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Chapter 10 The Deaths of Stars.

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Presentation on theme: "Chapter 10 The Deaths of Stars."— Presentation transcript:

1 Chapter 10 The Deaths of Stars

2 Less massive stars will die in a less dramatic event, called a nova
The End of a Star’s Life When all the nuclear fuel in a star is used up, gravity will win over pressure and the star will die. High-mass stars will die first, in a gigantic explosion, called a supernova. Less massive stars will die in a less dramatic event, called a nova

3 Evolution off the Main Sequence: Expansion into a Red Giant
Hydrogen in the core completely converted into He:  “Hydrogen burning” (i.e. fusion of H into He) ceases in the core. H burning continues in a shell around the core. He core + H-burning shell produce more energy than needed for pressure support Expansion and cooling of the outer layers of the star  red giant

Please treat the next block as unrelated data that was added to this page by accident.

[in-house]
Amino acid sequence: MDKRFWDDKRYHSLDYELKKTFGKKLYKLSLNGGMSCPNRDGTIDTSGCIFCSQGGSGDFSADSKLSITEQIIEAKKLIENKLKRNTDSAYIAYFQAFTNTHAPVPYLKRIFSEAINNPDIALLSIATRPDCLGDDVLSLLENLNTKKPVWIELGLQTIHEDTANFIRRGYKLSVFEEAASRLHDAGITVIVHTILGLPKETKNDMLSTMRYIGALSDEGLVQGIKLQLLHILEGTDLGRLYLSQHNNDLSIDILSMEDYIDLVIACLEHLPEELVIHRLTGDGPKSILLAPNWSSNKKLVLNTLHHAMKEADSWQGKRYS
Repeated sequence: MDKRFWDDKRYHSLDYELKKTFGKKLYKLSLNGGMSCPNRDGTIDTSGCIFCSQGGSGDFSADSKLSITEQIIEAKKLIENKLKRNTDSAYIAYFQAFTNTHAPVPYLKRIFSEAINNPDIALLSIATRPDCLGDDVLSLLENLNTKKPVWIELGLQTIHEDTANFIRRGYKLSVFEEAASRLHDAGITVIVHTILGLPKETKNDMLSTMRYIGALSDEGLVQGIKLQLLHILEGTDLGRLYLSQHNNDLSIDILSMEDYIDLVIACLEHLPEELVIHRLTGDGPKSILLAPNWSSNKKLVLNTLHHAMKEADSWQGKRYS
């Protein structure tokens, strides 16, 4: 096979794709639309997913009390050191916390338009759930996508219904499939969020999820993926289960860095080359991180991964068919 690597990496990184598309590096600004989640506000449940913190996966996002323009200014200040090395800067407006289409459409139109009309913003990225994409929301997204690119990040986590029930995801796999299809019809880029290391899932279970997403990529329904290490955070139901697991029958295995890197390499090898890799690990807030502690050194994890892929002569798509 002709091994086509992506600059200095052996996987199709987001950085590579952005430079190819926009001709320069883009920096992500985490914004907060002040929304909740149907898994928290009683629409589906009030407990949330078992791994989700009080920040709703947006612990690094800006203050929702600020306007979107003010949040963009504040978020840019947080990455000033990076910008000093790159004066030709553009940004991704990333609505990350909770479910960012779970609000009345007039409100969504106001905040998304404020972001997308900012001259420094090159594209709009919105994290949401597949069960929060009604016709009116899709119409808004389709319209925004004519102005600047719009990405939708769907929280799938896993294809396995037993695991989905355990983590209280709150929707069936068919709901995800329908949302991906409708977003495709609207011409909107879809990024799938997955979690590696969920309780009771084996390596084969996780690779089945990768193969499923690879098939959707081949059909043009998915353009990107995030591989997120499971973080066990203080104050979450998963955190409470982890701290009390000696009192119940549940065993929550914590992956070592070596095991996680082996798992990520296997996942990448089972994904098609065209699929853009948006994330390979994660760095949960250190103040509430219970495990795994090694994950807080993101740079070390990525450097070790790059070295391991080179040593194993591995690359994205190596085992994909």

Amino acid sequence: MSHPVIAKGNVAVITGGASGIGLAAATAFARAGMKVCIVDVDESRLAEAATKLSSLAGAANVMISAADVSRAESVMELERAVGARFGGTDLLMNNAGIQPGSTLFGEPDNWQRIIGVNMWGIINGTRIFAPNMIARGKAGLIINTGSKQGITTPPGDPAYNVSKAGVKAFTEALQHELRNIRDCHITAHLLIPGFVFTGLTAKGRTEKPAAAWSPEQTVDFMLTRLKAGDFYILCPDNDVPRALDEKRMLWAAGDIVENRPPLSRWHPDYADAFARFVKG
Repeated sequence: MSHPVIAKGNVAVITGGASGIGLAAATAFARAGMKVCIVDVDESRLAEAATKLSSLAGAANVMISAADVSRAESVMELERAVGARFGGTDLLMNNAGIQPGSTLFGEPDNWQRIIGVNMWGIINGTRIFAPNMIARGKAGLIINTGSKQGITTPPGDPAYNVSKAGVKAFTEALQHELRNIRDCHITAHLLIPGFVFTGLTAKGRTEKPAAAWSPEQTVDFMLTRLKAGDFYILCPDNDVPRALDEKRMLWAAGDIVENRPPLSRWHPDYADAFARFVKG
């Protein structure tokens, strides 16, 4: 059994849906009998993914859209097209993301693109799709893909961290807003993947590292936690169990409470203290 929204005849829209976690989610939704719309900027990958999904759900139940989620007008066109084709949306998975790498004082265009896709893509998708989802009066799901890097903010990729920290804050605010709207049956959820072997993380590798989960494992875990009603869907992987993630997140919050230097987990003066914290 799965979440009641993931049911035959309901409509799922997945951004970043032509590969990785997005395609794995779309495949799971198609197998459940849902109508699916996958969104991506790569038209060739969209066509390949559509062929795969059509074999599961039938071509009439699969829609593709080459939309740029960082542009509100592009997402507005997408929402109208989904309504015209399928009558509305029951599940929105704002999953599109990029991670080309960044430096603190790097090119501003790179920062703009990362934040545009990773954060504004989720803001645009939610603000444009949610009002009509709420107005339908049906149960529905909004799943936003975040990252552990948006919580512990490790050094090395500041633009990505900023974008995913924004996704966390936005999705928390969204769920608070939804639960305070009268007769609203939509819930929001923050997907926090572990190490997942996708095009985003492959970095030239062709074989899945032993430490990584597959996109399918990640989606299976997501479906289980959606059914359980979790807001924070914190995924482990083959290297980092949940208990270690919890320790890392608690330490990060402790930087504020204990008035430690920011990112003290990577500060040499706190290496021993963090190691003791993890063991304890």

4 Expansion onto the Giant Branch
Expansion and surface cooling during the phase of an inactive He core and a H-burning shell Sun will expand beyond Earth’s orbit!

5 Degenerate Matter Matter in the He core has no energy source left.  Not enough thermal pressure to resist and balance gravity  Matter assumes a new state, called degenerate matter Electron energy The reason that there are two particles in each energy level is one is spin up and one is spin down. Spin ½ fermions can have a state aligned or anti-aligned with the magnetic field. Pressure in degenerate core is due to the fact that electrons can not be packed arbitrarily close together and have small energies.

6 Red Giant Evolution H-burning shell keeps dumping He onto the core.